As Miriam began to cry, her three-year-old asked her why she was crying. “Because I can’t kiss Saba anymore,” was the first explanation she could think of. “Sure you can Ema, look’” and her daughter put a kiss in her hand and threw it towards the sky. “See. That’s how you do it.”

 

You can contact me at annnovick@hotmail.com

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When one is blind one learns to use Braille to read. When one cannot walk, a wheelchair gives mobility. Sign language allows a mute person to speak and ocular implants assist in hearing when one is deaf. These are all compensatory strategies that help a person function despite his disability. But compensatory strategies are not just for physical problems. Understanding our psychological weaknesses and setting up our lives to ensure that we are not tempted to repeat our past mistakes, is as necessary as any aid to the disabled.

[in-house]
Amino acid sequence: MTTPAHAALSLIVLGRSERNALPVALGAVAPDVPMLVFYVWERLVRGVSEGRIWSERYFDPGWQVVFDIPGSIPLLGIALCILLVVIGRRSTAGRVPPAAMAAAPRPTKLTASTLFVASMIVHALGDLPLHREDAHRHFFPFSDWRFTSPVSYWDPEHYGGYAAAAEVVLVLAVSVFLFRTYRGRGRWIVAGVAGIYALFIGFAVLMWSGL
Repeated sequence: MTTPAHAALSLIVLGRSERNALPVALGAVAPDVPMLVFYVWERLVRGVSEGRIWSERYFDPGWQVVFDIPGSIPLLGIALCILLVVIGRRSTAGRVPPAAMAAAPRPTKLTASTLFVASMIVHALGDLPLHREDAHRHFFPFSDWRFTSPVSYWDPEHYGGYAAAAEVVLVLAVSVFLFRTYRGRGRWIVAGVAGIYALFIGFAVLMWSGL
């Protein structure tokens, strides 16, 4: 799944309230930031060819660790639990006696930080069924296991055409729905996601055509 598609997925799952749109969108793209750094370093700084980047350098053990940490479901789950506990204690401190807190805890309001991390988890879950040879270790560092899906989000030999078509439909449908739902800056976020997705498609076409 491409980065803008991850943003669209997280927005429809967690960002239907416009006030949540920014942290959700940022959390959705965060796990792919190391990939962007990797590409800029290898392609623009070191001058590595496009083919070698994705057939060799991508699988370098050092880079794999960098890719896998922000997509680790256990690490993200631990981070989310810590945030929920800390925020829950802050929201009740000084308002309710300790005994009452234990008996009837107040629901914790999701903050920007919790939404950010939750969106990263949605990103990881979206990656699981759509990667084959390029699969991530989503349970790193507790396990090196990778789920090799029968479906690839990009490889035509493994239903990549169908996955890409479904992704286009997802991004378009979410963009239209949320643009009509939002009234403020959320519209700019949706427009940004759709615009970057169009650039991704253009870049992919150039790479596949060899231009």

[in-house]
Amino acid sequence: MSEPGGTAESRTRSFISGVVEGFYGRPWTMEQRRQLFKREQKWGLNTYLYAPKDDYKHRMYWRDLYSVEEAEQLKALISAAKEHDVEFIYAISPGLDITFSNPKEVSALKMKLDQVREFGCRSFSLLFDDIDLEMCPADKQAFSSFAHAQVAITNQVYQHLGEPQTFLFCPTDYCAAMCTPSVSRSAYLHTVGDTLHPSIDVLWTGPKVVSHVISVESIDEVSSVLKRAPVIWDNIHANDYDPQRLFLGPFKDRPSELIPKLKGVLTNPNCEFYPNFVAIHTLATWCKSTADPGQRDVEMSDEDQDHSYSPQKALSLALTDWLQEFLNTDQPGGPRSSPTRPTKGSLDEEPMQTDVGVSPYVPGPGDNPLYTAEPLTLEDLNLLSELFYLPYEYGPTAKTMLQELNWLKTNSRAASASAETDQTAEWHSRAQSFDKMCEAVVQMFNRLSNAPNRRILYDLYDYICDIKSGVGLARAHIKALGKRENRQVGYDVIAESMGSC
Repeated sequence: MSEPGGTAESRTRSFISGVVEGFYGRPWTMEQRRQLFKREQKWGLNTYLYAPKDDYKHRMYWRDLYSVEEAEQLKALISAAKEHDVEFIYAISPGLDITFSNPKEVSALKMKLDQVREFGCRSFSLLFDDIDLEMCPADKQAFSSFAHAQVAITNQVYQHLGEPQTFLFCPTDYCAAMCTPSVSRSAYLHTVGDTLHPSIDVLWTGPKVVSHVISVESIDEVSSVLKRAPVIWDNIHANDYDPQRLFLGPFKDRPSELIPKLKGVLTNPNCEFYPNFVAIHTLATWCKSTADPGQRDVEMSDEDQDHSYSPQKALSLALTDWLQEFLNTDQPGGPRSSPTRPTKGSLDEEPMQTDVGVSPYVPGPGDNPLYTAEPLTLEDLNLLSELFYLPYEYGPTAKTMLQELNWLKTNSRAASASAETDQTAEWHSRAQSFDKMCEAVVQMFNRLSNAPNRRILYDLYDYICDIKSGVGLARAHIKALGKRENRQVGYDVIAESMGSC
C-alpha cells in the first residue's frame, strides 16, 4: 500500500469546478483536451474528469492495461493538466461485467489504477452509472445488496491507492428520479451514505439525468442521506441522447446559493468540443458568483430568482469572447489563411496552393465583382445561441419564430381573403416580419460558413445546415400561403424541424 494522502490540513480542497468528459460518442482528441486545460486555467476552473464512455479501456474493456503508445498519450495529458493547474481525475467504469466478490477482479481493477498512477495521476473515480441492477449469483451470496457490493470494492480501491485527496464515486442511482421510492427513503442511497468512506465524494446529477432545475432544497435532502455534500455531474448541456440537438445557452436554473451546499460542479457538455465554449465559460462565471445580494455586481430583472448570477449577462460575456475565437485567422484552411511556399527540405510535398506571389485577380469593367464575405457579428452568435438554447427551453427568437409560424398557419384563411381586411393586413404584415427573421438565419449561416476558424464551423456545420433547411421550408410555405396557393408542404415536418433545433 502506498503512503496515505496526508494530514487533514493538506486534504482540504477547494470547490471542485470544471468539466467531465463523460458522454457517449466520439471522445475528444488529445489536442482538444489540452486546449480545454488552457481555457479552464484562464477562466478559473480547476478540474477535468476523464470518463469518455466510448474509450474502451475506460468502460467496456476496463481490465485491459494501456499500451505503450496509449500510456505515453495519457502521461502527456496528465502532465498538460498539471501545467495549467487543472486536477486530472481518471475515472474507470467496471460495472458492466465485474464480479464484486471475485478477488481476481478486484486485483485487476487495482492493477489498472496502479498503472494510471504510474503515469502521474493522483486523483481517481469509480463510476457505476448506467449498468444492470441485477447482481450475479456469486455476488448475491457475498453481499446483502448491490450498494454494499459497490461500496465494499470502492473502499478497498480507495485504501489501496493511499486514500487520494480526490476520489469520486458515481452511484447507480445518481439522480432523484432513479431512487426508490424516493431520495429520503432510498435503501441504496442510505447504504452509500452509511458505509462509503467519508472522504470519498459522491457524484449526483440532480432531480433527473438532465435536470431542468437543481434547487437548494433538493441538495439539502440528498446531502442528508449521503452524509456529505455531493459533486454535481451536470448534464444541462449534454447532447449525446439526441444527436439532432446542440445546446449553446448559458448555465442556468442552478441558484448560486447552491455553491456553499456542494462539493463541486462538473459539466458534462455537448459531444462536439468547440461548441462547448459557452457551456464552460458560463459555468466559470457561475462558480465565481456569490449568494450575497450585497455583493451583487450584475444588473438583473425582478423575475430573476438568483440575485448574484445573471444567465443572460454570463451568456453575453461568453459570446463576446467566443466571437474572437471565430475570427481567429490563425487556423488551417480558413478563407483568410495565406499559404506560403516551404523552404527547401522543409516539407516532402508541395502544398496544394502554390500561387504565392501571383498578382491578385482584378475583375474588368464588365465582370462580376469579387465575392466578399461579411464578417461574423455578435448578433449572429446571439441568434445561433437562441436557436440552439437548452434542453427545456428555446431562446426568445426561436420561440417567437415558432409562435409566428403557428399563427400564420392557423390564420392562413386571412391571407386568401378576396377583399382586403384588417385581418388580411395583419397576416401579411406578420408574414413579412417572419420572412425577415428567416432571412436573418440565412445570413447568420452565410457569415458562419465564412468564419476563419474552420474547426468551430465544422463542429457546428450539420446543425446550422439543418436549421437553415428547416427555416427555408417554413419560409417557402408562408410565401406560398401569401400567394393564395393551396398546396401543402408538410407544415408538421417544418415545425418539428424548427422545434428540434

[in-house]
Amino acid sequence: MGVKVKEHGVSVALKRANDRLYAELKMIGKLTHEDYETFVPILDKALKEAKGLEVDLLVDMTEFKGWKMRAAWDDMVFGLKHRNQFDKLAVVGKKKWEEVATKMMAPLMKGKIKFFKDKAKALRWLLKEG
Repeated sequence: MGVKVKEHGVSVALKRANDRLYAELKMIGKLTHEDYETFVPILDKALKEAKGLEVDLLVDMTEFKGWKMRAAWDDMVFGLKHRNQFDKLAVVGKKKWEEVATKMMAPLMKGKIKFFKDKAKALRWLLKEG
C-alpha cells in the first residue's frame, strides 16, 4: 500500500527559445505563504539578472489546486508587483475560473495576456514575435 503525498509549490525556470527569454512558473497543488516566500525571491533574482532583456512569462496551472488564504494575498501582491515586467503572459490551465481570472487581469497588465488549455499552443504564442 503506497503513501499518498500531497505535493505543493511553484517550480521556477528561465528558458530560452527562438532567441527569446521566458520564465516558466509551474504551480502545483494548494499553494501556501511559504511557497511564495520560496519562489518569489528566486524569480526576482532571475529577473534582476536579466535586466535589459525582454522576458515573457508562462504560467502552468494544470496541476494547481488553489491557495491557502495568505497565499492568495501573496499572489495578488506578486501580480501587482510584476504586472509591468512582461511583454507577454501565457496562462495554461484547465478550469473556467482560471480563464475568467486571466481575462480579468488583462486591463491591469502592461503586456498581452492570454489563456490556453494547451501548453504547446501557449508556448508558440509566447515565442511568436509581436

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Dear Ann,

I’ve read your last few articles on psycho-neurological testing (Oct.8-22) with interest. As a therapist who has counseled couples dealing with chronic illness, I’d like to give you another perspective.

Dear Ann,

Your articles on the Neuro-Psychological Testing were right on (October 8-22). My husband underwent testing twice and your articles explained it things exactly the way they were. Besides the test, we also tried therapy.

Very often when we can’t face our big hurts or big loses we focus on the little ones. We can discuss those. We can cry over the small loses, be angry at the smaller hurts even though it may look trite and sound ridiculous to others.

Over the last two weeks we have been discussing one way in which well spouses can determine whether behavior displayed by their ill partners is caused by their illness or is a way they have chosen to act. We have focused on Psycho-Neurological testing, what it can tell us, as well as its pros and cons.

Last week I discussed a question that haunts many well spouses: not knowing if the difficult and often inappropriate behavior frequently displayed by their partners are caused by the disease and therefore not-controllable, or if the behavior is a choice the spouse makes and can therefore be changed. This doubt can be the source of much frustration and many marital disagreements. One way of alleviating this doubt is by having a psycho- neurological work up done. But that path is not so simple.